Although Brady declares that he never became an alcoholic, Boswell’s friends certainly worried about the social embarrassment his drinking could produce. Public scenes, total incompetence, and blackouts occurred as he grew older. To his hosts he was often an extended vexation, although people enjoyed his high spirits, his anecdotes, and his talent for mimicry.
In his mid-thirties, Boswell said of himself, “I am sensible that I am deficient in judgement, in good common sense. I ought therefore to be diffident and cautious. For some time past I have indulged coarse raillery and abuse by far too much.” Lady Lucan, a friend of Horace Walpole’s, complained that Bosell never left her house until he was completely drunk. Lord Fife, a powerful Scottish MP, went to see Boswell in his last days, having admired the Tour to the Hebrides. But the distinguished author was not at his best. According to Fife, “The voice was so loud and he drank so much and talked so much that I decided it was more comfortable to me to read him than to hear him.”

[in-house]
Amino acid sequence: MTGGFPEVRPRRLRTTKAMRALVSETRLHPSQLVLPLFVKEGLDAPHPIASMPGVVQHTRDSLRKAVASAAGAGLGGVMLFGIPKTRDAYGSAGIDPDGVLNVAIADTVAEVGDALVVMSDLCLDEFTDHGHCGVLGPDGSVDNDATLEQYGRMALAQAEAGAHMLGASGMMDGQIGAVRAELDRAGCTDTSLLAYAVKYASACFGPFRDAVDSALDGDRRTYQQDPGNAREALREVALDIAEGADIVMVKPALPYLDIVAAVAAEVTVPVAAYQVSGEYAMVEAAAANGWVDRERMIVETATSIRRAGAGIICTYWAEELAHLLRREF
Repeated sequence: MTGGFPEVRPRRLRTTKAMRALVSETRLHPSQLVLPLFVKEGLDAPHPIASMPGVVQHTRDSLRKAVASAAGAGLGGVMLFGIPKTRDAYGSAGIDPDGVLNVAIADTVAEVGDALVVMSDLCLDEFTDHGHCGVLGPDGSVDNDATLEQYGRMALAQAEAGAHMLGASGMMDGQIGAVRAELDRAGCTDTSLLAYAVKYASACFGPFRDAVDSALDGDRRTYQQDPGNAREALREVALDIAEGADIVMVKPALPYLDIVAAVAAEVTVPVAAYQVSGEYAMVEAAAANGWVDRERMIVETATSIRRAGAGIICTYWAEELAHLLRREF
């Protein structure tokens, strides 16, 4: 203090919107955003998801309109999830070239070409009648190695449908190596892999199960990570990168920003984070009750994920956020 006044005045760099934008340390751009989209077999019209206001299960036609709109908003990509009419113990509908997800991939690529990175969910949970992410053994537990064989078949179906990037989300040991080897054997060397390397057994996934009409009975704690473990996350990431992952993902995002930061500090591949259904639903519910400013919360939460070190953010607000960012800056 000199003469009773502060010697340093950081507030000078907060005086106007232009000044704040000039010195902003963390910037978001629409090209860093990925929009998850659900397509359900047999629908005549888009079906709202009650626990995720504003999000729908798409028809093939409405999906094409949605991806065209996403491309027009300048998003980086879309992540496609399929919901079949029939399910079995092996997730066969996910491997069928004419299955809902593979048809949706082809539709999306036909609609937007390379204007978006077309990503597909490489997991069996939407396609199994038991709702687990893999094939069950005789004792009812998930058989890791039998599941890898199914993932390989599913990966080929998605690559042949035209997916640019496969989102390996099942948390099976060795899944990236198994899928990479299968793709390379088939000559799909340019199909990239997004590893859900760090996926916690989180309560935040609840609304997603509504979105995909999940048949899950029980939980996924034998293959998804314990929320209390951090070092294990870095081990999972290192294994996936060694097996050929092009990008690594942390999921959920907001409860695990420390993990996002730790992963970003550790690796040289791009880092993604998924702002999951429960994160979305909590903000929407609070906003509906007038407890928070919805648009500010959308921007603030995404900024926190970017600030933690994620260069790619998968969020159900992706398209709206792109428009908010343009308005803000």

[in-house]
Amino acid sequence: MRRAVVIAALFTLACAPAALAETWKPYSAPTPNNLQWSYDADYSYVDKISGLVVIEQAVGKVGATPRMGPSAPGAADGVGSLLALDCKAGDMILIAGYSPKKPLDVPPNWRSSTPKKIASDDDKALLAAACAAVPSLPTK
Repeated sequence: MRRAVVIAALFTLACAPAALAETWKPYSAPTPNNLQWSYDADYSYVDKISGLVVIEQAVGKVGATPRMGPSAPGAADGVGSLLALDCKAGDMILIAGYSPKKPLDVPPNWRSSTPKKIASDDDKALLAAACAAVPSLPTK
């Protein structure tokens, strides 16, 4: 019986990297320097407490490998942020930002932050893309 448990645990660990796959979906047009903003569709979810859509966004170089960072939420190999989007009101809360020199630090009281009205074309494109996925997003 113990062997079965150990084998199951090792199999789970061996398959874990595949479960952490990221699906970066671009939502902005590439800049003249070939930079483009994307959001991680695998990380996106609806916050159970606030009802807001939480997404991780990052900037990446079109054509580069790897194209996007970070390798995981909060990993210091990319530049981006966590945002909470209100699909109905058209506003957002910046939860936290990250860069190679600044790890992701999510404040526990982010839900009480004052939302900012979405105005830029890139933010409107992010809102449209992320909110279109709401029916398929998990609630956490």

Boswell certainly knew how to make himself agreeable. Great men and ambitious hostesses would never have put up with his foolishness if they had not valued his conversation. Yet a friend who knew him intimately from boyhood described Boswell at forty-two as “irregular in his conduct and manners, selfish, indelicate, thoughtless, no sensibility or feeling for others who have not his coarse and rustic strength and spirits…. [He] came to us in the evening in his usual ranting way and stayed till 12, drinking wine and water, glass after glass.”
Staggering drunk through the streets, he would have dangerous falls; he would be robbed; strangers would have to take him home. Fits of gambling (and losing) sometimes went with the drinking. Once his clerk found him, after playing through the night, still keeping on till nine in the morning, when he had to appear in court for a client. In a drunken rage he might break furniture and throw pieces at his wife. When he was a widower, nearly fifty, he went out to meet a whore, but was so unsteady, Brady tells us, that his eleven-year-old son followed and brought him back.